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    (Click here to return to Creatures)


    Alien
    (Introduced)
    Common Name:Cane Spider
    EEEEEEeeeeeeek!!!!
    Scientific:Heteropoda venatoria
    Size:3 to 4 inches wide
    Color:Light brown
    Habitat:Sea level to 9,000 ft
    Dangerous:No - generally timid and rarely bites

    Creepy! The Cane Spider (also known as the Large Brown Spider) is one big spider. Usually the size of a can of tuna fish, this spider has a huge body and thick hairy legs.

    The Cane Spider can be found on all the Hawaiian Islands and, as the name implies, the spider frequented the cane fields. Indeed, 4-wheeling through any abandoned cane field can result in a number of uninvited cane spiders attached to your vehicle.

    While certainly scary looking, this spider is actually quite a helpful arachnid. The Cane Spider does not spin a web, but instead hunts for food at night. Just about any insect is fair game for this spider, including cockroaches and silverfish.

    Cane Spiders are very reluctant to bite and prefer to run instead of defend. However, if sufficiently provoked the spider can bite and though rare, can inject venom. The spider's bite is small and usually does not result in any long term problems.

    Cane Spiders will often find their way into houses. While nobody wants to be startled by the sudden appearance of one of these hairy beasts, they are beneficial in the home and it is not recommended to kill the spider (either let it out or let it live in the home).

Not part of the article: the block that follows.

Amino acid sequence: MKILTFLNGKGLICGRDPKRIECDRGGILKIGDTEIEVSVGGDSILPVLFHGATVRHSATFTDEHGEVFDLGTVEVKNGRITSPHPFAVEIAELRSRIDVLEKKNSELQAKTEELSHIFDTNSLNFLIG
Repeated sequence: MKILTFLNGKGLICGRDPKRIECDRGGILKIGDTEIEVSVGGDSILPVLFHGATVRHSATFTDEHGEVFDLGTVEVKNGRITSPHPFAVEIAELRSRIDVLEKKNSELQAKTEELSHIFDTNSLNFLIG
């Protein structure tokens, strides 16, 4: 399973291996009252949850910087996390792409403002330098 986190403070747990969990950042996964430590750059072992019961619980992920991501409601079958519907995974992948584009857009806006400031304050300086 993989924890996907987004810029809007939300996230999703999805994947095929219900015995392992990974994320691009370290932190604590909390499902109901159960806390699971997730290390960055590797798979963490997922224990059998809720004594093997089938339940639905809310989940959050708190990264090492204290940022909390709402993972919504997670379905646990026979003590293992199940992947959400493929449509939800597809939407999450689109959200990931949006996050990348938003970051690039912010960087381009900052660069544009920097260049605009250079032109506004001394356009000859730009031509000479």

The spider we have pictured on this page indeed came into the home where it disappeared into the bathroom only to reappear a number of times. First, when the toilet paper dispenser was rotated the spider dashed out - whoa. Second... picking up a bath towel from the floor, while stepping out of the shower, the spider jumped off the towel and dashed to the window - Eeeeek. Third, while hiding under the cupboards the spider dashed out and up over a friend's foot and up the wall - gak!

    Since the spider does not have a web the egg case is carried by the mother in her mouth for up to a month, during which time she will not eat and constantly guards the precious bundle of children.

    By the way... notice anything odd about our Cane Spider pictured here? He (or she) only has 7 legs, instead of 8 found normally on spiders. The 8th missing leg was probably lost in a battle with the cat or other local creature.


    This is the size of a tuna fish can!


    Hairy legs from the side


    Close-up of body

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    All images and content, unless otherwise indicated, are © 2004-2014 InstantHawaii / David Cook
    Nene photo in top graphics by Brenda Zaun